Real options analysis can be very technical, requiring a significant amount of financial and technical scrutiny. However, we believe that using complicated calculations is overkill for small- and medium-sized businesses. Real options concepts are nevertheless important. The takeaway from the perspective of the entrepreneur is that you need to experiment with diversifying your portfolio of products and projects under consideration. This does not mean that you have to actually buy machinery, make products, and constantly modify your business processes, but it does mean that you should learn-about many products and technologies related to your business and learn-by-doing and experimenting when an opportunity looks promising.
There are two important considerations related to real options that companies should consider before making large investment decisions. The first important consideration is how will the investment interact with current investments, and the second important consideration is how will the competition respond to an investment decision.This section is based on an article by Kim and Sanders (2002).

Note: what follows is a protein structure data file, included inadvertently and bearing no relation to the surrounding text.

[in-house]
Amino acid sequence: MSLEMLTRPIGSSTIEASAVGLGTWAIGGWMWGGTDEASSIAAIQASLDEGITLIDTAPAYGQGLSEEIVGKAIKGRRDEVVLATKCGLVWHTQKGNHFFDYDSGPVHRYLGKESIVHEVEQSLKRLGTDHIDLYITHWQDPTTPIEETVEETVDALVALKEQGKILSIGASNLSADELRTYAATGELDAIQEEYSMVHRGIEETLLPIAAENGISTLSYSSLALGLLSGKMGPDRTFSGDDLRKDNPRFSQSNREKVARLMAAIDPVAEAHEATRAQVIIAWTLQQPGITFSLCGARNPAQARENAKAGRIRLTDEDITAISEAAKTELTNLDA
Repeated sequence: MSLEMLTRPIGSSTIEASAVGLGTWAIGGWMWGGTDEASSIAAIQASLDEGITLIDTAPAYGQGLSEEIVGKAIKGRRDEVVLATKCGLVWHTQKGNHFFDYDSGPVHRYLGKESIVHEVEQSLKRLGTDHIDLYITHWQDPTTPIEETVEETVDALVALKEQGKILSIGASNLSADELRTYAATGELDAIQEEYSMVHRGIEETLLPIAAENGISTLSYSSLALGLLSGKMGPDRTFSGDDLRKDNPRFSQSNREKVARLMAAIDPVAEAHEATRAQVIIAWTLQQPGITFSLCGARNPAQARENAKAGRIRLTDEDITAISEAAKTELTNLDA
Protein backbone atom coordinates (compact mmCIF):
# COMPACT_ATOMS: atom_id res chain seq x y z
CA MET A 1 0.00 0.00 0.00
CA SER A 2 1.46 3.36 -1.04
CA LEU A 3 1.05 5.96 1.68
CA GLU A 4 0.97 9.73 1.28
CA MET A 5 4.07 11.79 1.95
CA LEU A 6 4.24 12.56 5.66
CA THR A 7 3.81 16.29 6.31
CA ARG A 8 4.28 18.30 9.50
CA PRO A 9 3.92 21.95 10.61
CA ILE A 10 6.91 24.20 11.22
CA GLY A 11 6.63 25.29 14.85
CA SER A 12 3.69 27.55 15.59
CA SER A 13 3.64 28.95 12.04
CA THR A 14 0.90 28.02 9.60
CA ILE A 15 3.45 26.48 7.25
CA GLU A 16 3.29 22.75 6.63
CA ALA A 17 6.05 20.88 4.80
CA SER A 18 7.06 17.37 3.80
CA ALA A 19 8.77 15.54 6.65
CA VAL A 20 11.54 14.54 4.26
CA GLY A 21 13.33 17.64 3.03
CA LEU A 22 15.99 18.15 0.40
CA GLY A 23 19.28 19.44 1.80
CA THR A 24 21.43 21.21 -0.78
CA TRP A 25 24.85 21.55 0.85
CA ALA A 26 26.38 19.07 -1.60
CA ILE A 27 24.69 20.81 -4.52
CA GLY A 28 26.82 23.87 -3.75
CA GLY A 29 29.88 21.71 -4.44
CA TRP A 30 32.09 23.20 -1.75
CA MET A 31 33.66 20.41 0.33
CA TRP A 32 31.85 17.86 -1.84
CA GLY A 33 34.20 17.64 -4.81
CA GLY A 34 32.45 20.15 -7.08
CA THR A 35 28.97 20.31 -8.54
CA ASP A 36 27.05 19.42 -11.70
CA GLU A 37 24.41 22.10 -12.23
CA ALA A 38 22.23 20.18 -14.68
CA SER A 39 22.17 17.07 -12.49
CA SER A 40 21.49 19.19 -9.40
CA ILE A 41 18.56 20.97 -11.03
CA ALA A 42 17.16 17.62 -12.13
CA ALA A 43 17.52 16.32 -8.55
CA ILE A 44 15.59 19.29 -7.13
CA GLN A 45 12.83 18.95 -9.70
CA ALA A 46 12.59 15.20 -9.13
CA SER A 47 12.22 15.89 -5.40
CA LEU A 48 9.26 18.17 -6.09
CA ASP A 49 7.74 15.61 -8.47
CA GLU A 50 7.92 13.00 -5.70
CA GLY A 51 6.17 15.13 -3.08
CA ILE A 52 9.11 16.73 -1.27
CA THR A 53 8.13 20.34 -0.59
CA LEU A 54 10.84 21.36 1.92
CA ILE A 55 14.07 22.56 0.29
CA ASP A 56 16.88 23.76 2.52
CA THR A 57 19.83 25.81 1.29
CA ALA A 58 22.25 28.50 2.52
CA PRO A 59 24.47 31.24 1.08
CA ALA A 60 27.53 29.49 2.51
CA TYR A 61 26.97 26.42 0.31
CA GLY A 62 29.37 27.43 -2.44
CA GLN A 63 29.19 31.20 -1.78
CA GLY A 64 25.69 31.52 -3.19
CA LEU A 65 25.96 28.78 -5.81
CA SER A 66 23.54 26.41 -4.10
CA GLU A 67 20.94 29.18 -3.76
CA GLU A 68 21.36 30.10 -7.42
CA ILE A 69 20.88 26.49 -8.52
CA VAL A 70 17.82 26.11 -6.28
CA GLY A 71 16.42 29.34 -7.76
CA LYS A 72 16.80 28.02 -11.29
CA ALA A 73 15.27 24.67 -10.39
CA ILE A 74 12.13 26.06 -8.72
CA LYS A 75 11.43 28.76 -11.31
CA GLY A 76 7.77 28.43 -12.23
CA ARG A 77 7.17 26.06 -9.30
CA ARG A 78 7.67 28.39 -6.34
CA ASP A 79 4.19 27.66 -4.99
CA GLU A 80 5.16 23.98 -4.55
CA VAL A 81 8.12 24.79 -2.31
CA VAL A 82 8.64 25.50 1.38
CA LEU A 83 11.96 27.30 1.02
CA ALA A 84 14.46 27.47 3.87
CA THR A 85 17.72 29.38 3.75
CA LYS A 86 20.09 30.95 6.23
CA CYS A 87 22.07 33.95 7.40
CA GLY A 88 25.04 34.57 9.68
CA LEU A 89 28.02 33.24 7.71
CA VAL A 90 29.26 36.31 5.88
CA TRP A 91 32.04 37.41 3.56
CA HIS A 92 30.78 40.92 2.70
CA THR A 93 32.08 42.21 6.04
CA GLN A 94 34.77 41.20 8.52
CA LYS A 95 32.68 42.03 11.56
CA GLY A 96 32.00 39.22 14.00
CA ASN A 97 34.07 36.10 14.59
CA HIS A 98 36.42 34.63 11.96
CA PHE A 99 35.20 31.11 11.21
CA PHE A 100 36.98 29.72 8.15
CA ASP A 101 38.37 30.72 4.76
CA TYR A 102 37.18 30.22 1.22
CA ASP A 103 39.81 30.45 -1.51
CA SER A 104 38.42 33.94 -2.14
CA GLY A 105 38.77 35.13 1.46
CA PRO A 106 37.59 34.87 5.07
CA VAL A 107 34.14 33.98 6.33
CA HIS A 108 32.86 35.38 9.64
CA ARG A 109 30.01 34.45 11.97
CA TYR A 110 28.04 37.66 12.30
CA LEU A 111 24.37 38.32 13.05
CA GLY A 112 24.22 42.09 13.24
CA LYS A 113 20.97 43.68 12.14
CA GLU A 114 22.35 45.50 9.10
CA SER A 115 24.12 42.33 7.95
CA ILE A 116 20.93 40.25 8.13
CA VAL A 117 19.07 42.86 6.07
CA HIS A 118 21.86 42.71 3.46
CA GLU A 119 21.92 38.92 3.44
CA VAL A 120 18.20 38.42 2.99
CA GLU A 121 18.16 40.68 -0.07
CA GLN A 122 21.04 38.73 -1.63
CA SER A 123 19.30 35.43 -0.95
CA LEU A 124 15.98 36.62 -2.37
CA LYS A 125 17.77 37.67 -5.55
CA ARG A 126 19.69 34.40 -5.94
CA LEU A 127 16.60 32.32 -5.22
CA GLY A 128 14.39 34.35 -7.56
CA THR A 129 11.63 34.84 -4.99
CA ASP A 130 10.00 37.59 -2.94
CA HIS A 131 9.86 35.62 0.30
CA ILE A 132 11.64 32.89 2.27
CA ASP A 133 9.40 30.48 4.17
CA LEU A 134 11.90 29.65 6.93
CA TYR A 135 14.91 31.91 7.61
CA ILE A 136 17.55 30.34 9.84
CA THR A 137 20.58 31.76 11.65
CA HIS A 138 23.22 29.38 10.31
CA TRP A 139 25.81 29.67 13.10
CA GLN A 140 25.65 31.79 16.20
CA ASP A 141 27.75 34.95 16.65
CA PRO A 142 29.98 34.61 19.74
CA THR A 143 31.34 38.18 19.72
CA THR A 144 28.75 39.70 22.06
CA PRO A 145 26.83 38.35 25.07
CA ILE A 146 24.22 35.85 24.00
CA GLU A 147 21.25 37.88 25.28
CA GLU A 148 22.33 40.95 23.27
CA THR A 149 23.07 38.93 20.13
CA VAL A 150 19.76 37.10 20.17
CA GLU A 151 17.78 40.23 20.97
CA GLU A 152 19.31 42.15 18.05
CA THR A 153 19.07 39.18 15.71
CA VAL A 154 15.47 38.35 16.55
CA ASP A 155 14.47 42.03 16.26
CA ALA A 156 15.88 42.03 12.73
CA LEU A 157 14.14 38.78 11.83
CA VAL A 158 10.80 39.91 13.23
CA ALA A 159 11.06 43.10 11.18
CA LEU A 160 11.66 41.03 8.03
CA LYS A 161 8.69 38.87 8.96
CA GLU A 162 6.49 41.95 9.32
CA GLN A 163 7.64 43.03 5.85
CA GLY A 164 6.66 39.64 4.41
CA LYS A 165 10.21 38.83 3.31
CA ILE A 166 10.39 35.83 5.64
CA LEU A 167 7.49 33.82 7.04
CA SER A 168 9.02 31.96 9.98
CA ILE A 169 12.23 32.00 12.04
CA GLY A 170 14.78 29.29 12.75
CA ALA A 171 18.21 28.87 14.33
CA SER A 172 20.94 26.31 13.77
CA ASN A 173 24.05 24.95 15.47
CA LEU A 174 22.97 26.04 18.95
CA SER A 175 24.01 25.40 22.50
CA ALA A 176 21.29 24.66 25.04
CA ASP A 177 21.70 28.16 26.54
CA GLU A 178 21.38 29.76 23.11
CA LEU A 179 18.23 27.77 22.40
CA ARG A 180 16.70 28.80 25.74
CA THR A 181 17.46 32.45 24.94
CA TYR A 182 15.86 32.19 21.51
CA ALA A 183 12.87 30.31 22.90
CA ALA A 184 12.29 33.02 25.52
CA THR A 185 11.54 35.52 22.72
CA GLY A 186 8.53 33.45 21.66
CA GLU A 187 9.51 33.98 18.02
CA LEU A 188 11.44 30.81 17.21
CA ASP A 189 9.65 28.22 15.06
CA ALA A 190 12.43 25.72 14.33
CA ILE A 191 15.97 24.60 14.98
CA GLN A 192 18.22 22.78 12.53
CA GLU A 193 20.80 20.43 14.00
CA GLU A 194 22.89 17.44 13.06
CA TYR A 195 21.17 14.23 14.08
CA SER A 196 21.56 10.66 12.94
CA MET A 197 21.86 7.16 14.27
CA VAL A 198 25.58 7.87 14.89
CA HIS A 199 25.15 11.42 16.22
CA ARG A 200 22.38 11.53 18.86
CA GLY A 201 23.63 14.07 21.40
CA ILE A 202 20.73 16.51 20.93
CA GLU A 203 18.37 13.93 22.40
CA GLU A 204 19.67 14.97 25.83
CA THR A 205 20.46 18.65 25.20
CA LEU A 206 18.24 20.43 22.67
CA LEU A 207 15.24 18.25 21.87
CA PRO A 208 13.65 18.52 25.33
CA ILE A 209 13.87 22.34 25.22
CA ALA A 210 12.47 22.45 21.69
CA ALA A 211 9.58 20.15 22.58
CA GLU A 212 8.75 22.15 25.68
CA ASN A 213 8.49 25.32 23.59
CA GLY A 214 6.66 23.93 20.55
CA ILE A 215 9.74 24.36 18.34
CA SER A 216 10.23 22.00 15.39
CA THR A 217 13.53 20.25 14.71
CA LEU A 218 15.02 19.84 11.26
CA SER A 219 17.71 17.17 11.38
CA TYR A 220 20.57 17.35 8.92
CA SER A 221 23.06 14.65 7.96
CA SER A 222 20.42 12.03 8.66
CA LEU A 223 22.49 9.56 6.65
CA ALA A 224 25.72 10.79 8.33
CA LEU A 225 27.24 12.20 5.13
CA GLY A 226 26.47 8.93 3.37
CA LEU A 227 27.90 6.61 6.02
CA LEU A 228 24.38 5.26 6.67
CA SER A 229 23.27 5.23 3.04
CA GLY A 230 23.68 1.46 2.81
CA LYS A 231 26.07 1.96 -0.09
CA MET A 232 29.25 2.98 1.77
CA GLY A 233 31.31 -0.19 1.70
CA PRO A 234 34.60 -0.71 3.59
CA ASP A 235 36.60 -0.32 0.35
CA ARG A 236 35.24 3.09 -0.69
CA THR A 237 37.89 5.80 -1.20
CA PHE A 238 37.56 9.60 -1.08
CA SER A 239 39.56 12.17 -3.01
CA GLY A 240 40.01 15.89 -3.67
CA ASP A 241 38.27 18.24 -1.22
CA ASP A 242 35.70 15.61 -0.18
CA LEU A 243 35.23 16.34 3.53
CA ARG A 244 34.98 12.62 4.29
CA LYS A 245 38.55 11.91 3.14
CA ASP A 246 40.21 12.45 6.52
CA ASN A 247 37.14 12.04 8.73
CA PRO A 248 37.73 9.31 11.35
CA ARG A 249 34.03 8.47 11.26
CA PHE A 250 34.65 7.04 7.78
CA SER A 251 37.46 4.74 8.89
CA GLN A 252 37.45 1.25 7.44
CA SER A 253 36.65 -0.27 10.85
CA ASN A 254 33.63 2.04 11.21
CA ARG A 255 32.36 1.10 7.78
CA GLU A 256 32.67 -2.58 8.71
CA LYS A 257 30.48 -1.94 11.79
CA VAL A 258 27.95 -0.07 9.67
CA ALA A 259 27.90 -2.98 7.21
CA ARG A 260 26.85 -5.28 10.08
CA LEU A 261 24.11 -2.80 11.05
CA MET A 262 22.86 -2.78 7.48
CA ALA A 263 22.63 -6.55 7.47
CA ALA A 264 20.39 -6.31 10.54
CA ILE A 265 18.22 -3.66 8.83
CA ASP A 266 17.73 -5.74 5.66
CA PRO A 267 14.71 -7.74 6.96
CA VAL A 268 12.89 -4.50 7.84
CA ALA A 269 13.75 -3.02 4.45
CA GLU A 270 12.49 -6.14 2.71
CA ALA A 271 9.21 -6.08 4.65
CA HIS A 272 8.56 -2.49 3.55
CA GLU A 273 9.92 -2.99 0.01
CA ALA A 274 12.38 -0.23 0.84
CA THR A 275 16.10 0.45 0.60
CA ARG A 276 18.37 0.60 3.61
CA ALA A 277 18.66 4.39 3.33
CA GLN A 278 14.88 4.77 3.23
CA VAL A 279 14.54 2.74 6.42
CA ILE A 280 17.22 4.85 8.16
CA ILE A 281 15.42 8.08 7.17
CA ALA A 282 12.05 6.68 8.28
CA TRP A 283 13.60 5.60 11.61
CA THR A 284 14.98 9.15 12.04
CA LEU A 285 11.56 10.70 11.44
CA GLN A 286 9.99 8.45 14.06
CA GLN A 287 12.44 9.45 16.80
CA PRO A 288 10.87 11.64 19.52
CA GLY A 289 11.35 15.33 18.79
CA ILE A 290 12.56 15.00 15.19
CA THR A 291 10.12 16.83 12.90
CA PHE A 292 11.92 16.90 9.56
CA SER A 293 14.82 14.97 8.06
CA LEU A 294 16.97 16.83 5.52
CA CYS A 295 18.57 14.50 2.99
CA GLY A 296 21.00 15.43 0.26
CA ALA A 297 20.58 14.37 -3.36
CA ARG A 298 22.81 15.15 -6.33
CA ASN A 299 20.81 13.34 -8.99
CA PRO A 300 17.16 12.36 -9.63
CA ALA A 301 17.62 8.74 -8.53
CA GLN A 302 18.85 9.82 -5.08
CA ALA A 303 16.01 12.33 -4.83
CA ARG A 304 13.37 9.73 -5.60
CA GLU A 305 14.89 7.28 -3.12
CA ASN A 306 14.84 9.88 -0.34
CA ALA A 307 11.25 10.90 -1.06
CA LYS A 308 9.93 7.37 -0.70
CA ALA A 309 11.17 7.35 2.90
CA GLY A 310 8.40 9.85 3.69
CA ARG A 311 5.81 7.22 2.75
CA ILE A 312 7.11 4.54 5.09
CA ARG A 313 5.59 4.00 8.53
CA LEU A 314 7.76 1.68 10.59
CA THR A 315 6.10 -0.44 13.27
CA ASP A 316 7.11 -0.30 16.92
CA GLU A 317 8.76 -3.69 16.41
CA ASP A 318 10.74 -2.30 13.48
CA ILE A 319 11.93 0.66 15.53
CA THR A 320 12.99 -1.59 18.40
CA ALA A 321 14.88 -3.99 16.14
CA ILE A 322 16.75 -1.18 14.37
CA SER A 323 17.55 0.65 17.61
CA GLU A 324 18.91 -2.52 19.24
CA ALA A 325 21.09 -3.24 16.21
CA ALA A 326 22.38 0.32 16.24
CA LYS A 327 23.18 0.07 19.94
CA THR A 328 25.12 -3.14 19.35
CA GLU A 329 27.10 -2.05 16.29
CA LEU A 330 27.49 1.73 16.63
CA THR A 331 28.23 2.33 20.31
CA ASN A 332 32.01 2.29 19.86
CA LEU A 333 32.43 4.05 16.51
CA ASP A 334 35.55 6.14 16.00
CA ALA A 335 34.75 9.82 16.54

New investments can interact positively or negatively with existing assets of the firm. For example, when Amazon started offering electronic books (Kindle) and electronic audio (Audible), there was an obvious and natural synergy with existing content and their core competencies. These investments improved Amazon’s strong performance because they complemented existing company assets. When Amazon began adding tools and a variety of other home improvement products and then started selling groceries in certain markets and branched out into cloud computing, there were concerns related to synergy. Part of the answer relates to Amazon’s core competencies. Amazon is good at online retailing and it is very good at maintaining a very scalable and robust server and processing infrastructure. They had core competencies that were transferable to those businesses.